Rogue Traders a Nightmare Scenario for Finance CEOs

One red flag to watch for: "You do start to worry when you see someone working late hours alone," said the hedge fund manager.

And that is exactly what Societe Generale said Kerviel had done — working late hours, hacking into various computer systems.

Both Societe Generale and Kerviel's legal team agree that Kerviel did not profit from his multibillion-dollar bet on European stock markets. Instead, he simply wanted to be seen as a better trader. He apparently fell under the pressure to succeed in order to receive a greater bonus.

While trading and investment banking jobs come with immense pressure and countless all-nighters at the office, they also usually come with some nice compensation. According to a recent New York Times report, in 2006, first-year associates with a business degree could expect a salary in the range of $200,000 to $270,000. A first-year financial analyst, just out of college, could expect to make $105,000 to $145,000.

Kerviel's salary is said to have been $147,000 — a fortune to some, but a mere pittance when compared with some of the industry's top earners.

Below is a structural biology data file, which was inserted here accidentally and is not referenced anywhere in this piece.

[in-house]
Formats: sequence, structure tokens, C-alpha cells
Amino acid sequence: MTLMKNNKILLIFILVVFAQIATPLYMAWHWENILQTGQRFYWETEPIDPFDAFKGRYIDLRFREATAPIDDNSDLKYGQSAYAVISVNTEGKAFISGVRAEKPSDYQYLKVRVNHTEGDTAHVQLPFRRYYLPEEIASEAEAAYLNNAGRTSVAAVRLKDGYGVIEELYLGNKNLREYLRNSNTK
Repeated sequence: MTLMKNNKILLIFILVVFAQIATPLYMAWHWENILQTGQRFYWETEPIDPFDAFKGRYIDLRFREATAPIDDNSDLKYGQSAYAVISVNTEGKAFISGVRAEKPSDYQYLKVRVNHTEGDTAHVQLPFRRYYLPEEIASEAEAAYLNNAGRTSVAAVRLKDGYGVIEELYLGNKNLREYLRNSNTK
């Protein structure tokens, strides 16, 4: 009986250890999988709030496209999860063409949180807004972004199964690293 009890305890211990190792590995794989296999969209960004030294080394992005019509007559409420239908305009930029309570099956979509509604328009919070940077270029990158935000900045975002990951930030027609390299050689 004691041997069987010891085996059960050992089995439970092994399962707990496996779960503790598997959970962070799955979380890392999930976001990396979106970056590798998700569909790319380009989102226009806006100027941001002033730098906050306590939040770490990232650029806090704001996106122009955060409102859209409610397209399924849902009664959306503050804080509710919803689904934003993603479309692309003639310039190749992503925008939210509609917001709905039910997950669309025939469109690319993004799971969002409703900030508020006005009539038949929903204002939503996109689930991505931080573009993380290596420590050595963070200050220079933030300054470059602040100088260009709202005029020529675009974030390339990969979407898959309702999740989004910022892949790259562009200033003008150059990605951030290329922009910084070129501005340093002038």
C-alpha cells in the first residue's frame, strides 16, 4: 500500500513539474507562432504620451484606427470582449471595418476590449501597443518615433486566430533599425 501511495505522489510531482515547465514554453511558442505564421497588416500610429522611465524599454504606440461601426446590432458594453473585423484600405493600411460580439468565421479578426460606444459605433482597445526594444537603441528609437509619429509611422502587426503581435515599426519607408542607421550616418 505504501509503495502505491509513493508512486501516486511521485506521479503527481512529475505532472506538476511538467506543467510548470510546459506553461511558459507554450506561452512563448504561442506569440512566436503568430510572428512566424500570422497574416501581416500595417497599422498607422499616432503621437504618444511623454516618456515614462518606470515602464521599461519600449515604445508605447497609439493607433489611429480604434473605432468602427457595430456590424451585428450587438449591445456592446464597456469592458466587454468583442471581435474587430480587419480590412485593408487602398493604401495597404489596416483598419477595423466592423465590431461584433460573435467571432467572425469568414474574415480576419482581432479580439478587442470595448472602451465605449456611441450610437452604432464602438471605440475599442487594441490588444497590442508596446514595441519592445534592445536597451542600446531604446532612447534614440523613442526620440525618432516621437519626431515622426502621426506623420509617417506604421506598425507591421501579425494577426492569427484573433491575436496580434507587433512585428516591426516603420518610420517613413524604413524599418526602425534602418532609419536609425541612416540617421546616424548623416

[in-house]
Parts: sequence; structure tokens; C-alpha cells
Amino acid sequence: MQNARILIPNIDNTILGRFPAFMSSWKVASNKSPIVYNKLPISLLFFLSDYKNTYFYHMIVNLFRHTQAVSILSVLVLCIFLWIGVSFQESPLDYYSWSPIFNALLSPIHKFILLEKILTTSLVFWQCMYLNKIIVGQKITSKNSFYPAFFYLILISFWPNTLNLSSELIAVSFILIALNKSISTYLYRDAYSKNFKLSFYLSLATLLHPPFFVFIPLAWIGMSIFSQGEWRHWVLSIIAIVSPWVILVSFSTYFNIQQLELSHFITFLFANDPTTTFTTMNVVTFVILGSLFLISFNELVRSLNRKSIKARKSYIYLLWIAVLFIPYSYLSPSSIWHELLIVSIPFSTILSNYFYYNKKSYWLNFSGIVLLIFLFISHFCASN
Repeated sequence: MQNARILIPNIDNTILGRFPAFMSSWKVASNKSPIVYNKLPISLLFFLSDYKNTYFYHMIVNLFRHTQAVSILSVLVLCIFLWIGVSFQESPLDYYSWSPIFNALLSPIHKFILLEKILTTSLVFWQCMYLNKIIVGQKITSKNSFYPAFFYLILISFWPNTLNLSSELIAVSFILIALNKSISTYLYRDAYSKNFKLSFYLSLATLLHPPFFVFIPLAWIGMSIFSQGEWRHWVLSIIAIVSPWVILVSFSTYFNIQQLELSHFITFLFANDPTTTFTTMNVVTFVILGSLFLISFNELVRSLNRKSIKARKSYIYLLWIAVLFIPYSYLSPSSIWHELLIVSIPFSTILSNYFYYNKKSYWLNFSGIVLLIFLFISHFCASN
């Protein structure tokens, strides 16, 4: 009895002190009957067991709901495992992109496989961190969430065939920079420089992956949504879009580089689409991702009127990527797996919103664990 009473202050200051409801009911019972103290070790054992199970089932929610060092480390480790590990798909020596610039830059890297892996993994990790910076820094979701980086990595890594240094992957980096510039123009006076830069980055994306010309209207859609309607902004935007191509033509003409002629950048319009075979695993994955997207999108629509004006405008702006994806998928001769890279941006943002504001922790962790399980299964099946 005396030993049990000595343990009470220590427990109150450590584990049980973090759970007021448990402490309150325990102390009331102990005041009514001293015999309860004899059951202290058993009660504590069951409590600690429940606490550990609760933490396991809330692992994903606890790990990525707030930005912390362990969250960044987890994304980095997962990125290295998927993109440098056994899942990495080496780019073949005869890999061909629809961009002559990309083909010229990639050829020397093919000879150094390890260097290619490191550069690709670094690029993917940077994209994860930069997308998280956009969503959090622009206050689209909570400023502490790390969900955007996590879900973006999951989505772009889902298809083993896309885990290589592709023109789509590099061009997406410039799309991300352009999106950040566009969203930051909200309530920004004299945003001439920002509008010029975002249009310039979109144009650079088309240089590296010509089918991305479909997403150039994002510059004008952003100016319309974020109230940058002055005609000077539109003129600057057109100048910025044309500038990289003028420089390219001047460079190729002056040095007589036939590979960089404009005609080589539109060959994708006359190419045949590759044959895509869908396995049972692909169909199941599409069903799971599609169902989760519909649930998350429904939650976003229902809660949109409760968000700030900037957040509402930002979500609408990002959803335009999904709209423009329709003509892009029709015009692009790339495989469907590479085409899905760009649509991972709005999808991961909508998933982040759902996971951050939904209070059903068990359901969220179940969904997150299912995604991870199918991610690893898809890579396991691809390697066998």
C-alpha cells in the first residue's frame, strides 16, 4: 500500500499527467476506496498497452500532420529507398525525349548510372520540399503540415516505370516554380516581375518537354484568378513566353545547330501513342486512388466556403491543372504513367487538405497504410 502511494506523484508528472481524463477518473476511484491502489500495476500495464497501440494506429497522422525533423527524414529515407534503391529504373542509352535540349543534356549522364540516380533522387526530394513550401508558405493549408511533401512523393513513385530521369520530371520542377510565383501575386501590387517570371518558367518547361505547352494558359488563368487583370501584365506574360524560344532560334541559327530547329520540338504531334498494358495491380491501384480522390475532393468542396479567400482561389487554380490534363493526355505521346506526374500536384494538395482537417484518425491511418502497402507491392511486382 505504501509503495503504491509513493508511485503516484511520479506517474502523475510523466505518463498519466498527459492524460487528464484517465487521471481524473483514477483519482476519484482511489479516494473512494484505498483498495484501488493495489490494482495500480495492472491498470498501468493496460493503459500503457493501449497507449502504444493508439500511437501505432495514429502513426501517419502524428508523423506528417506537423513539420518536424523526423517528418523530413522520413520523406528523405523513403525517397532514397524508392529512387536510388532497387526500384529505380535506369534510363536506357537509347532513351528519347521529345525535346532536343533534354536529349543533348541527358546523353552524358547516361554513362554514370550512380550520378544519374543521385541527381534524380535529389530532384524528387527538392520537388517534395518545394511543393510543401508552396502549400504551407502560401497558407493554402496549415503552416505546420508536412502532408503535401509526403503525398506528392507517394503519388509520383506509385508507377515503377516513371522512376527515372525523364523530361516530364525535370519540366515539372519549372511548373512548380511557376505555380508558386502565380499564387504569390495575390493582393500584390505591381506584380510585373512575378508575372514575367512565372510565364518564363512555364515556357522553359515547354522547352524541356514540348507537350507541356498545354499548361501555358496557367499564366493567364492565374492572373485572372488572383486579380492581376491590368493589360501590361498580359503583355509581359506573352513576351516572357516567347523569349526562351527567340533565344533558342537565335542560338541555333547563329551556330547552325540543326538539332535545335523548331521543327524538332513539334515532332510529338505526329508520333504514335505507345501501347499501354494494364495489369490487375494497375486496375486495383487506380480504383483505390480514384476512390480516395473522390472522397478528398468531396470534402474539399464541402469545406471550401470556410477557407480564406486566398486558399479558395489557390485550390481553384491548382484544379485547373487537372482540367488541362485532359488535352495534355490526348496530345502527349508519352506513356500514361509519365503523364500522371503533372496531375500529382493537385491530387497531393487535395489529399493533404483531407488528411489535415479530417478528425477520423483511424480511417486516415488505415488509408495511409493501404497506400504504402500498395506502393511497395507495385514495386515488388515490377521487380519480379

For the executives who oversee large stables of traders, emphasizing caution regarding risk is a tricky proposition. While risk is a very important element in banking, knowing when to back away can be equally, if not more, rewarding in the long term.

And for CEOs, one of the keys to managing risk is keeping tabs on a company's financial positions and its traders. The best method for knowing when to back away may be to know exactly when one of your traders has gone too far.

Sonnenfeld points to J.P Morgan CEO Jamie Dimon as a perfect example of a true Wall Street maverick.

Last spring, just a few months before most banks began taking on massive losses stemming from the subprime and credit market defaults, Dimon, unlike his counterparts at other firms, "rolled up his sleeves and announced that he would be spending the summer examining where the firm's positions were," Sonnenfeld said. "And if he didn't understand it, then he was going to get out. And that was a breathtakingly brilliant move. And it showed true leadership."

J.P. Morgan did take a write down of more than $1 billion in fourth quarter from its subprime exposure, but it was a fraction of what rivals Citigroup and Merrill Lynch took.

Indeed, while Citigroup's Chuck Prince and Merrill Lynch's Stan O'Neal lost their jobs over their subprime exposure, Dimon has kept his and has been able to keep the bank in the black for the fourth-quarter and full year.

Perhaps that is why he seemed the most approachable, if not carefree, financial chief at Davos this year.

With reports from the Associated Press

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